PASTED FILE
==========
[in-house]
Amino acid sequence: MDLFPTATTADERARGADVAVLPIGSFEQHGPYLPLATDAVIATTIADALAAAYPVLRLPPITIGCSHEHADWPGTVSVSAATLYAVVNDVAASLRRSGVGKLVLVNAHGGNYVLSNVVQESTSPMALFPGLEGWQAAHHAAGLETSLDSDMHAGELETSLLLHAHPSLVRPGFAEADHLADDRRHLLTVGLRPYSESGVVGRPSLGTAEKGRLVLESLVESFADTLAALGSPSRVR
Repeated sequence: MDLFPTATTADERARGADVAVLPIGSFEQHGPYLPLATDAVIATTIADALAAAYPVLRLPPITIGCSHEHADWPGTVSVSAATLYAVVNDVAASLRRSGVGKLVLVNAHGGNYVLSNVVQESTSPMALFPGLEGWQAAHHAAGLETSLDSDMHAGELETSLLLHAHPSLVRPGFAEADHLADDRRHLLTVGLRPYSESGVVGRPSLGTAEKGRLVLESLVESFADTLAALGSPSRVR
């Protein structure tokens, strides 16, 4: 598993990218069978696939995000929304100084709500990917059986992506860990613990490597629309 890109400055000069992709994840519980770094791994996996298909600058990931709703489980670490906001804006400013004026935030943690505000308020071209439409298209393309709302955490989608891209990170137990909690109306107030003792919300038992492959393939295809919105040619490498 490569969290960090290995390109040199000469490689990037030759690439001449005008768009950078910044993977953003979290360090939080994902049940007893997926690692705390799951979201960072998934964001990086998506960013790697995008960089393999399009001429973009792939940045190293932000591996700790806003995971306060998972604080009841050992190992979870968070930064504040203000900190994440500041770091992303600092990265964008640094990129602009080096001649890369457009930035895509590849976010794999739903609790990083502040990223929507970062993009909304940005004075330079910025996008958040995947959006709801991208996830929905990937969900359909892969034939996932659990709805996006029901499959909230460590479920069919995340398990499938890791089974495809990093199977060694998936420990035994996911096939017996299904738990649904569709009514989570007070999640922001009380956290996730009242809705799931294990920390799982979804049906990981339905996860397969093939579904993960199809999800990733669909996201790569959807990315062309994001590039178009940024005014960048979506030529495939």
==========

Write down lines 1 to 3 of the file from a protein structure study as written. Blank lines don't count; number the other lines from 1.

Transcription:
[in-house]
Amino acid sequence: MDLFPTATTADERARGADVAVLPIGSFEQHGPYLPLATDAVIATTIADALAAAYPVLRLPPITIGCSHEHADWPGTVSVSAATLYAVVNDVAASLRRSGVGKLVLVNAHGGNYVLSNVVQESTSPMALFPGLEGWQAAHHAAGLETSLDSDMHAGELETSLLLHAHPSLVRPGFAEADHLADDRRHLLTVGLRPYSESGVVGRPSLGTAEKGRLVLESLVESFADTLAALGSPSRVR
Repeated sequence: MDLFPTATTADERARGADVAVLPIGSFEQHGPYLPLATDAVIATTIADALAAAYPVLRLPPITIGCSHEHADWPGTVSVSAATLYAVVNDVAASLRRSGVGKLVLVNAHGGNYVLSNVVQESTSPMALFPGLEGWQAAHHAAGLETSLDSDMHAGELETSLLLHAHPSLVRPGFAEADHLADDRRHLLTVGLRPYSESGVVGRPSLGTAEKGRLVLESLVESFADTLAALGSPSRVR